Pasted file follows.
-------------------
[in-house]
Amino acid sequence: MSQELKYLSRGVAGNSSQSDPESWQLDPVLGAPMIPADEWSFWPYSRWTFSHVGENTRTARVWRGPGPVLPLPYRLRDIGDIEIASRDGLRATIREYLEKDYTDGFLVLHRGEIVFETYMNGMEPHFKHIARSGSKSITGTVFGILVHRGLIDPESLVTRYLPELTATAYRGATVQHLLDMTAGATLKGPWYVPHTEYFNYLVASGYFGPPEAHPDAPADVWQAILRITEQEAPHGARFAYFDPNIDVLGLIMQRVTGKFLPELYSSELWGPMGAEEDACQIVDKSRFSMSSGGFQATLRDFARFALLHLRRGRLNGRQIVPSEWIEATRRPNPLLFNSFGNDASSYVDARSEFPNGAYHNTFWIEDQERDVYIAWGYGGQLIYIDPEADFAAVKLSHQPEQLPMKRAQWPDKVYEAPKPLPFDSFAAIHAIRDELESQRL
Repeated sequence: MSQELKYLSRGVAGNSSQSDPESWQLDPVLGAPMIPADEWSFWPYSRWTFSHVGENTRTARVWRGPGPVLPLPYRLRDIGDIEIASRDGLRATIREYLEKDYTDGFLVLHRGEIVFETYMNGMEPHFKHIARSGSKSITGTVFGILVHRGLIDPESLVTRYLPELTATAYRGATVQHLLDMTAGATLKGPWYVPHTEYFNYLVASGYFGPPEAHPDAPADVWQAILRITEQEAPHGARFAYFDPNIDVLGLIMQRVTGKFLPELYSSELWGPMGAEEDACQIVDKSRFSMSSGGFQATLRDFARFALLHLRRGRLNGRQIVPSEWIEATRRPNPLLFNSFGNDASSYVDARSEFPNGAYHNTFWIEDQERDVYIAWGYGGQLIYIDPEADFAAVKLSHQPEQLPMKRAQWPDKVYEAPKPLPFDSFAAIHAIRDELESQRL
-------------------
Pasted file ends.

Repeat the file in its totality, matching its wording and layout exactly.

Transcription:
[in-house]
Amino acid sequence: MSQELKYLSRGVAGNSSQSDPESWQLDPVLGAPMIPADEWSFWPYSRWTFSHVGENTRTARVWRGPGPVLPLPYRLRDIGDIEIASRDGLRATIREYLEKDYTDGFLVLHRGEIVFETYMNGMEPHFKHIARSGSKSITGTVFGILVHRGLIDPESLVTRYLPELTATAYRGATVQHLLDMTAGATLKGPWYVPHTEYFNYLVASGYFGPPEAHPDAPADVWQAILRITEQEAPHGARFAYFDPNIDVLGLIMQRVTGKFLPELYSSELWGPMGAEEDACQIVDKSRFSMSSGGFQATLRDFARFALLHLRRGRLNGRQIVPSEWIEATRRPNPLLFNSFGNDASSYVDARSEFPNGAYHNTFWIEDQERDVYIAWGYGGQLIYIDPEADFAAVKLSHQPEQLPMKRAQWPDKVYEAPKPLPFDSFAAIHAIRDELESQRL
Repeated sequence: MSQELKYLSRGVAGNSSQSDPESWQLDPVLGAPMIPADEWSFWPYSRWTFSHVGENTRTARVWRGPGPVLPLPYRLRDIGDIEIASRDGLRATIREYLEKDYTDGFLVLHRGEIVFETYMNGMEPHFKHIARSGSKSITGTVFGILVHRGLIDPESLVTRYLPELTATAYRGATVQHLLDMTAGATLKGPWYVPHTEYFNYLVASGYFGPPEAHPDAPADVWQAILRITEQEAPHGARFAYFDPNIDVLGLIMQRVTGKFLPELYSSELWGPMGAEEDACQIVDKSRFSMSSGGFQATLRDFARFALLHLRRGRLNGRQIVPSEWIEATRRPNPLLFNSFGNDASSYVDARSEFPNGAYHNTFWIEDQERDVYIAWGYGGQLIYIDPEADFAAVKLSHQPEQLPMKRAQWPDKVYEAPKPLPFDSFAAIHAIRDELESQRL